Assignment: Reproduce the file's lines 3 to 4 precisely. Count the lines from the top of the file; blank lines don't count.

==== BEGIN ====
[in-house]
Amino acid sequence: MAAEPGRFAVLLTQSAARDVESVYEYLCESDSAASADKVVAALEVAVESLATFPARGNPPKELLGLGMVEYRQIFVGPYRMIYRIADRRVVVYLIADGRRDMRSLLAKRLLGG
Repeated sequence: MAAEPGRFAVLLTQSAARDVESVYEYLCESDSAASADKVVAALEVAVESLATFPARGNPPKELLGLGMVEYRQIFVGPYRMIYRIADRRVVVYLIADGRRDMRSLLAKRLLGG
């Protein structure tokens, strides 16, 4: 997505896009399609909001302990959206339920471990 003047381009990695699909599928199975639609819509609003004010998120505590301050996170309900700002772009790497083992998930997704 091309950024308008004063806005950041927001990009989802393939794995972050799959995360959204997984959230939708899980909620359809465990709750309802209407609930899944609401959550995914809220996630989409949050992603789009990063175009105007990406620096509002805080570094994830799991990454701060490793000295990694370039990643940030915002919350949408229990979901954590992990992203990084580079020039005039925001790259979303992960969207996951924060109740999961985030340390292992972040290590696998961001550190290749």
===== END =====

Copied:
Repeated sequence: MAAEPGRFAVLLTQSAARDVESVYEYLCESDSAASADKVVAALEVAVESLATFPARGNPPKELLGLGMVEYRQIFVGPYRMIYRIADRRVVVYLIADGRRDMRSLLAKRLLGG
């Protein structure tokens, strides 16, 4: 997505896009399609909001302990959206339920471990 003047381009990695699909599928199975639609819509609003004010998120505590301050996170309900700002772009790497083992998930997704 091309950024308008004063806005950041927001990009989802393939794995972050799959995360959204997984959230939708899980909620359809465990709750309802209407609930899944609401959550995914809220996630989409949050992603789009990063175009105007990406620096509002805080570094994830799991990454701060490793000295990694370039990643940030915002919350949408229990979901954590992990992203990084580079020039005039925001790259979303992960969207996951924060109740999961985030340390292992972040290590696998961001550190290749």